Do you want to know when the killing started? Of course you do. It didn’t start right away.

On last week of May, the students in my old neighborhood would move out of their apartments. Their leases were up June first, and most would go home for the summer. We locals called it “Christmas in May” as we walked down our streets and salvaged the bookcases, tables, desks—even stereo equipment—that students had bought in September and couldn’t or wouldn’t take home in June.

I had gone out street-picking on a Wednesday night and brought home a bookcase for the cellar and a white plastic outdoor chair. My wife and I worked as a translators and language professors and we could always use another bookcase, even the kind of bookcase made of cheap pressboard. She specialized in Romance languages, and I in old Norse and Anglo-Saxon. And there was always room for another chair on our little back porch.

I speak of that life in the past tense.

For as I slept that night, I had the oddest dream, and it continues.

I dreamt I had wandered out of my bed, out of the house, at some point late at night, and found myself standing on the street again, looking at a pile of discarded household items that were lit by a dim streetlight. I don’t even know which street it was. There were wisps of fog, and a cold breeze blowing. Even in the dream, I thought that was odd.

I stood looking at an old mattress, a table with a broken leg, an outdated computer printer, and a great ax with a polished rune-inscribed blade. Such a bright, shiny, expensive thing for someone to discard, I thought, but perhaps the owner’s parents didn’t share their offspring’s RenFaire obsessions. The blade was magnificent, and I wanted it. Who wouldn’t want to be like the heroes of the old stories: mighty Beowulf, who slew the monster Grendel; the brave battle God Tyr, who willingly sacrificed his hand. . . .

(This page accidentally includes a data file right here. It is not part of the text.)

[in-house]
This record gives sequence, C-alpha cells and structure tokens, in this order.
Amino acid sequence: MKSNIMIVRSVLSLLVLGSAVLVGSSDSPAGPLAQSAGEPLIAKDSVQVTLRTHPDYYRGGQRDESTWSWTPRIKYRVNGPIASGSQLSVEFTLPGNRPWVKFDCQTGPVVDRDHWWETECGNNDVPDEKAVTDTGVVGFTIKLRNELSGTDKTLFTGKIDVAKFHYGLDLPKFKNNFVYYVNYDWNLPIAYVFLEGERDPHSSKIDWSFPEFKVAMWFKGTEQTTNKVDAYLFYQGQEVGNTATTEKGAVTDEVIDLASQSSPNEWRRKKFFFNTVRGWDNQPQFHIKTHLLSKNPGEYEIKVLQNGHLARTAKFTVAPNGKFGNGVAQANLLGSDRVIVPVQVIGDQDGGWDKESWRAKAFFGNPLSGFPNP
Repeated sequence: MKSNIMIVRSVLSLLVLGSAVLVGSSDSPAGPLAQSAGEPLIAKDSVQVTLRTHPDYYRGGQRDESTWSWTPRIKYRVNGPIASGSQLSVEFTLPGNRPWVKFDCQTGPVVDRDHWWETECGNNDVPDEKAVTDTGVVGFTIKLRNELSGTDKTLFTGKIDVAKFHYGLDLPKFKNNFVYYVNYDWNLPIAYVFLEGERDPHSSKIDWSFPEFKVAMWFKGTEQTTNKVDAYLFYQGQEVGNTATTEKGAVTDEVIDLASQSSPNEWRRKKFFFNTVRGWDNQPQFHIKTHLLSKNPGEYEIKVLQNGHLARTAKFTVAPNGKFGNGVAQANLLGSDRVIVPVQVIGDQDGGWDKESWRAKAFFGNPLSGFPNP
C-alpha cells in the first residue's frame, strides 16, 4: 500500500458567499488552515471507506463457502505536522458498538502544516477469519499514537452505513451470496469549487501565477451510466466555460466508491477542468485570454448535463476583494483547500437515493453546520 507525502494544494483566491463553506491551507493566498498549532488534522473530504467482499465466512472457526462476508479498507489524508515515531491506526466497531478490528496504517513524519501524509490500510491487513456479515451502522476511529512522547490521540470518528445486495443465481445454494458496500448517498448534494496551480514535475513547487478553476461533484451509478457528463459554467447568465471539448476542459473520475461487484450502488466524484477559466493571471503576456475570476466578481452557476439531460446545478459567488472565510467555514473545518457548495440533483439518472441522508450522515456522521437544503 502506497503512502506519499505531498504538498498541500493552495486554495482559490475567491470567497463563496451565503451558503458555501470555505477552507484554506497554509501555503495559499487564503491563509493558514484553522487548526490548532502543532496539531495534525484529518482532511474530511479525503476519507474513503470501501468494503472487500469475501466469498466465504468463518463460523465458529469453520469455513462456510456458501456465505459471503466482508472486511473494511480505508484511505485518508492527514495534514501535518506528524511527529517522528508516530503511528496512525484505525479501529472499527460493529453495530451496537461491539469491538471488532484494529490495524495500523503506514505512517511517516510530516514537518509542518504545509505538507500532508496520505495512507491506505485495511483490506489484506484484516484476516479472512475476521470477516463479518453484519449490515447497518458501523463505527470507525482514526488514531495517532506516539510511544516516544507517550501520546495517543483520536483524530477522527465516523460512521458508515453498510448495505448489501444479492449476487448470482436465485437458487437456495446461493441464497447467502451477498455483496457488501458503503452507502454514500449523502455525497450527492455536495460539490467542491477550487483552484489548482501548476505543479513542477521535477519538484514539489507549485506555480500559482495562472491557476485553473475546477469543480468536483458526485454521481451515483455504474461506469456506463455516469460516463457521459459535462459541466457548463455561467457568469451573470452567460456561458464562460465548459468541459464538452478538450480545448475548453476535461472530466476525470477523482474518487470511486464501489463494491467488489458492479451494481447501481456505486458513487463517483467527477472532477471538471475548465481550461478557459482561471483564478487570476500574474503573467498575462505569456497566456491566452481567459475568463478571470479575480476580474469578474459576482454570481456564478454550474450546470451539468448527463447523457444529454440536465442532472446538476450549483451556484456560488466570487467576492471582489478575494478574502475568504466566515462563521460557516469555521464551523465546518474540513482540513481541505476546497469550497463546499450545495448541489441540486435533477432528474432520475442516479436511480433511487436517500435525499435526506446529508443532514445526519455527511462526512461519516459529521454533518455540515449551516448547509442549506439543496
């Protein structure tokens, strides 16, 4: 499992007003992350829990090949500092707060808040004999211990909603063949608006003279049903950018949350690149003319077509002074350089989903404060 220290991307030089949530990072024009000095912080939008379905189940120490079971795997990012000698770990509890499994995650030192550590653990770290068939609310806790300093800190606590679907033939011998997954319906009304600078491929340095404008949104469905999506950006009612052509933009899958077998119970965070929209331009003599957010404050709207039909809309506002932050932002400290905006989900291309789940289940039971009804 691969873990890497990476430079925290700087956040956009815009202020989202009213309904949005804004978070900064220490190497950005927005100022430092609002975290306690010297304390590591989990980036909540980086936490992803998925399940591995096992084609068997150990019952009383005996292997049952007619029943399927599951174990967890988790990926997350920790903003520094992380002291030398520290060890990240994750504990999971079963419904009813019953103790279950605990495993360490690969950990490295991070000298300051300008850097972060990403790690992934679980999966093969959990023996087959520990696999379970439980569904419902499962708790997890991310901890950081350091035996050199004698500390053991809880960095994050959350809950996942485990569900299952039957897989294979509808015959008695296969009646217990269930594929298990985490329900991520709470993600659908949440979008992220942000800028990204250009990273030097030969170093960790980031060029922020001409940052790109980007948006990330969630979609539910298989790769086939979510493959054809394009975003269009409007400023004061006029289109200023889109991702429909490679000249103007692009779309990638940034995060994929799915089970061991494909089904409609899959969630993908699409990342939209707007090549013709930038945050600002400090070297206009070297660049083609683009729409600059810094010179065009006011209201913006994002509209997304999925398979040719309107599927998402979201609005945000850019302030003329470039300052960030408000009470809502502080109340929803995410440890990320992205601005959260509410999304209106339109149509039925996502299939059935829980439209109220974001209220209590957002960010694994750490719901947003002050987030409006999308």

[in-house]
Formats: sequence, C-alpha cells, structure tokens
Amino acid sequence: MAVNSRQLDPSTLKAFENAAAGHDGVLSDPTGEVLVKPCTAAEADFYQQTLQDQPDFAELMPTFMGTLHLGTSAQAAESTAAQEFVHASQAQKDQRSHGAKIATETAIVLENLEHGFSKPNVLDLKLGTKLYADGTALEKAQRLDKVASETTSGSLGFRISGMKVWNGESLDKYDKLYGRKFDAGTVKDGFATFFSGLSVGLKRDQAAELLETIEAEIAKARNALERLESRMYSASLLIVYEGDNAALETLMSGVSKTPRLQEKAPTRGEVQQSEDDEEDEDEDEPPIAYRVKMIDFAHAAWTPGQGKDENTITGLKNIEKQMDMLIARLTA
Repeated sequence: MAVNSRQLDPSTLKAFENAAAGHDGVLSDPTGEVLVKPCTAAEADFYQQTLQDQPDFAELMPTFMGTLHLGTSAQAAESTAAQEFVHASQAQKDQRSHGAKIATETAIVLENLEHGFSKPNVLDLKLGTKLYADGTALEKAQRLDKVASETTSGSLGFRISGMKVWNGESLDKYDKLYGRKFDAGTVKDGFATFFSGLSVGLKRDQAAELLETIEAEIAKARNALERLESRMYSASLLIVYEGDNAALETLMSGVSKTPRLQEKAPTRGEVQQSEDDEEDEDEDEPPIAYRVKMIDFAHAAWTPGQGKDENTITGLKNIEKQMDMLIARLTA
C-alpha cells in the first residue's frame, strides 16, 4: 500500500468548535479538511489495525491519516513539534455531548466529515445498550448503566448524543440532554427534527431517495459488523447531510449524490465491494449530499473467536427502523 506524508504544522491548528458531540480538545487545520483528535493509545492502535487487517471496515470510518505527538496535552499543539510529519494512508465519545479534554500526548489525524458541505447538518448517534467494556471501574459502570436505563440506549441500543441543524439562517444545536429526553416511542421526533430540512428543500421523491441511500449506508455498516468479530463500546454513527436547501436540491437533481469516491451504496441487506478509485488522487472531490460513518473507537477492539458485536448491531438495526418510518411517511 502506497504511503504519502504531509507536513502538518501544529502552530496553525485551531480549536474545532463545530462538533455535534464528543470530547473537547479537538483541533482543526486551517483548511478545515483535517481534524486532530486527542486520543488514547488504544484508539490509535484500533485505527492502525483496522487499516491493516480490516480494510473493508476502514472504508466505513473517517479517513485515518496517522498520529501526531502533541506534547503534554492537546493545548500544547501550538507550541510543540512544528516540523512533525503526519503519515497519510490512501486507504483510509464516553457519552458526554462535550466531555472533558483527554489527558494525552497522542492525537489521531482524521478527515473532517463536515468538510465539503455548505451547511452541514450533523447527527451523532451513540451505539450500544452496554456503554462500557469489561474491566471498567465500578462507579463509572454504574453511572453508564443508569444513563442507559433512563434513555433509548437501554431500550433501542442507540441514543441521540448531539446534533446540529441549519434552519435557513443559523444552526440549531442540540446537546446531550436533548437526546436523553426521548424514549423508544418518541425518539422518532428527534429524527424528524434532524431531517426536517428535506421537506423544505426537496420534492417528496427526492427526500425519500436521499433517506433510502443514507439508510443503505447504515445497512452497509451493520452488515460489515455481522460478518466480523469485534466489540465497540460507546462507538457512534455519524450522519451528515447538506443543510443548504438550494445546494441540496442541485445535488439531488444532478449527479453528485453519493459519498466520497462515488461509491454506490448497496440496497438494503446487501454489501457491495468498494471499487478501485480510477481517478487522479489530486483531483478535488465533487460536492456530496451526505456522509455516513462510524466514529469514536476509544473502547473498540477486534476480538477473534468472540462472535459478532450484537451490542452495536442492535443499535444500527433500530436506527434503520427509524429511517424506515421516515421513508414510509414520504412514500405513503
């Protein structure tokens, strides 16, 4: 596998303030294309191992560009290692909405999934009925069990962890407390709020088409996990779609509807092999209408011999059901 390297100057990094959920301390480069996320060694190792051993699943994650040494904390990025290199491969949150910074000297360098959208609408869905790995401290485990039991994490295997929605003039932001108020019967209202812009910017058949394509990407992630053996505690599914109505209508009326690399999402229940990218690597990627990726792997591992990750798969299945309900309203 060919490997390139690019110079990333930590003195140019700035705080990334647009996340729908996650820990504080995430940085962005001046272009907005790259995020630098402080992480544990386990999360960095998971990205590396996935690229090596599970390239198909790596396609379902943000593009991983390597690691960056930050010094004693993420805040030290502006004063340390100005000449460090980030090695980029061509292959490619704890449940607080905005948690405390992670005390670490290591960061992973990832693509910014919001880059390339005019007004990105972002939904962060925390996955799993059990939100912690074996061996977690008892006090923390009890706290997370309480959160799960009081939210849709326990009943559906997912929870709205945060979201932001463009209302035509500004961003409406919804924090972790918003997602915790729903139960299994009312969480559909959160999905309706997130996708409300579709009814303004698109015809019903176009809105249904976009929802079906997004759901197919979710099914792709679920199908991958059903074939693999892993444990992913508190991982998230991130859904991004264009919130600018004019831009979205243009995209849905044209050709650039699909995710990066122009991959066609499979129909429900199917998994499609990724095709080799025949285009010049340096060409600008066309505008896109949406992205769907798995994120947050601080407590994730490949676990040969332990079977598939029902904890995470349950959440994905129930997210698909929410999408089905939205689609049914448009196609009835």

As these thoughts ran through my mind, I felt a bit of cold breath on my neck. Close behind me stood an old man, thin and tall, with a narrow face and a crooked smile. His shoulders were stooped as he craned over me to look at the pile of stuff by the curb. Then he turned to talk to me, his mouth at the level of my right ear.

“I’m looking for a bowl,” he whispered. “But first, there’s someone who thinks I owe them some money. It might get rough. Would you care to accompany me?”

He turned and I followed—without the axe, I don’t know why—up one street and down another, his loose black trench coat waving in the cold breeze like a big dark flag in front of me. I had the vague feeling—that kind of unexplained feeling you can get in dreams—that we were heading north to do something heroic.

After walking for a short while on the empty streets, we came to a two-story brick house with an old rusted van out front. We walked up the steps of a massive brick porch that was squeezed between wildly overgrown hedges. Odin (for I knew he was Odin, now) rang the doorbell. After a minute or two, a big bald man filled the doorway. He filled it so completely, it looked as if it were made precisely to fit him. He saw me first and wrinkled his brow. Then he saw Odin and scowled.

Odin smiled back at him. “I have three thousand dollars,” he stated, as if this were a formal announcement of some sort.

The man at the door said nothing, but grinned and held out his hand.

In response, Odin turned and walked back down the stairs, taking his money with him. I followed.

“Why did you do that?” I asked, alarmed, when we were further down the sidewalk.